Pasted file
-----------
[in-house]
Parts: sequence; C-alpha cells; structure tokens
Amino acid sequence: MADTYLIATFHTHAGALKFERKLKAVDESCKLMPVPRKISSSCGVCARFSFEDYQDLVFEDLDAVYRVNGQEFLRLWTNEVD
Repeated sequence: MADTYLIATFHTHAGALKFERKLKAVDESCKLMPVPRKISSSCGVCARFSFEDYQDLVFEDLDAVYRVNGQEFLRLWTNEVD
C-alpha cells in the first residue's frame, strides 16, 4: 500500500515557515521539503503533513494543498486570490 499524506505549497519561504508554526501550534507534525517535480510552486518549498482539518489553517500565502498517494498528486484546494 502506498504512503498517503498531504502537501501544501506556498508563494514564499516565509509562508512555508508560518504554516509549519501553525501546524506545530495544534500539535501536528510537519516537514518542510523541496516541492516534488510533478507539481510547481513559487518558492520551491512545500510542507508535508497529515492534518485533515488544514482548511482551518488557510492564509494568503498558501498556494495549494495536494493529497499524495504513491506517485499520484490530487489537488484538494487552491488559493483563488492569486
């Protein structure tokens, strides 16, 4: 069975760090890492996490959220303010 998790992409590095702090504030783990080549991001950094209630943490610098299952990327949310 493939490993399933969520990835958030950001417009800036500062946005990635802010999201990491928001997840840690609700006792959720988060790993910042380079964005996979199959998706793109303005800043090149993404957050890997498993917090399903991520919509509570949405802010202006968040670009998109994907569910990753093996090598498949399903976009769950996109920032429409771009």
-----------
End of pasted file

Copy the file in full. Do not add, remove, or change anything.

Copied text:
[in-house]
Parts: sequence; C-alpha cells; structure tokens
Amino acid sequence: MADTYLIATFHTHAGALKFERKLKAVDESCKLMPVPRKISSSCGVCARFSFEDYQDLVFEDLDAVYRVNGQEFLRLWTNEVD
Repeated sequence: MADTYLIATFHTHAGALKFERKLKAVDESCKLMPVPRKISSSCGVCARFSFEDYQDLVFEDLDAVYRVNGQEFLRLWTNEVD
C-alpha cells in the first residue's frame, strides 16, 4: 500500500515557515521539503503533513494543498486570490 499524506505549497519561504508554526501550534507534525517535480510552486518549498482539518489553517500565502498517494498528486484546494 502506498504512503498517503498531504502537501501544501506556498508563494514564499516565509509562508512555508508560518504554516509549519501553525501546524506545530495544534500539535501536528510537519516537514518542510523541496516541492516534488510533478507539481510547481513559487518558492520551491512545500510542507508535508497529515492534518485533515488544514482548511482551518488557510492564509494568503498558501498556494495549494495536494493529497499524495504513491506517485499520484490530487489537488484538494487552491488559493483563488492569486
């Protein structure tokens, strides 16, 4: 069975760090890492996490959220303010 998790992409590095702090504030783990080549991001950094209630943490610098299952990327949310 493939490993399933969520990835958030950001417009800036500062946005990635802010999201990491928001997840840690609700006792959720988060790993910042380079964005996979199959998706793109303005800043090149993404957050890997498993917090399903991520919509509570949405802010202006968040670009998109994907569910990753093996090598498949399903976009769950996109920032429409771009």